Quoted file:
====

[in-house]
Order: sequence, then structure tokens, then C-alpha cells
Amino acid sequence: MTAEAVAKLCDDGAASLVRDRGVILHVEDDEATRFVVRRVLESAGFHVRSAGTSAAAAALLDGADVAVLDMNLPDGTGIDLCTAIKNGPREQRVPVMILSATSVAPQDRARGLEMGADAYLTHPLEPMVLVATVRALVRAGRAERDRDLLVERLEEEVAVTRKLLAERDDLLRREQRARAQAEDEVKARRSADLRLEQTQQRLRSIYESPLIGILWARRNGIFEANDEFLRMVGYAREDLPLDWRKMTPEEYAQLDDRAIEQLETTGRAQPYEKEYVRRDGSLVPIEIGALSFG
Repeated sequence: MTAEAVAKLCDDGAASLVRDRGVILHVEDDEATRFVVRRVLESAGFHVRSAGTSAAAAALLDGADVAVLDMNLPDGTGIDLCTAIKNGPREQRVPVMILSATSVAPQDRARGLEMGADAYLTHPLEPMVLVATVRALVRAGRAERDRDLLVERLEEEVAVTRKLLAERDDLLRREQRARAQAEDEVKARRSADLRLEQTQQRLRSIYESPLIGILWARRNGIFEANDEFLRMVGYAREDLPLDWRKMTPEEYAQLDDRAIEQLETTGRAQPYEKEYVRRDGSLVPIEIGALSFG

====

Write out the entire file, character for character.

[in-house]
Order: sequence, then structure tokens, then C-alpha cells
Amino acid sequence: MTAEAVAKLCDDGAASLVRDRGVILHVEDDEATRFVVRRVLESAGFHVRSAGTSAAAAALLDGADVAVLDMNLPDGTGIDLCTAIKNGPREQRVPVMILSATSVAPQDRARGLEMGADAYLTHPLEPMVLVATVRALVRAGRAERDRDLLVERLEEEVAVTRKLLAERDDLLRREQRARAQAEDEVKARRSADLRLEQTQQRLRSIYESPLIGILWARRNGIFEANDEFLRMVGYAREDLPLDWRKMTPEEYAQLDDRAIEQLETTGRAQPYEKEYVRRDGSLVPIEIGALSFG
Repeated sequence: MTAEAVAKLCDDGAASLVRDRGVILHVEDDEATRFVVRRVLESAGFHVRSAGTSAAAAALLDGADVAVLDMNLPDGTGIDLCTAIKNGPREQRVPVMILSATSVAPQDRARGLEMGADAYLTHPLEPMVLVATVRALVRAGRAERDRDLLVERLEEEVAVTRKLLAERDDLLRREQRARAQAEDEVKARRSADLRLEQTQQRLRSIYESPLIGILWARRNGIFEANDEFLRMVGYAREDLPLDWRKMTPEEYAQLDDRAIEQLETTGRAQPYEKEYVRRDGSLVPIEIGALSFG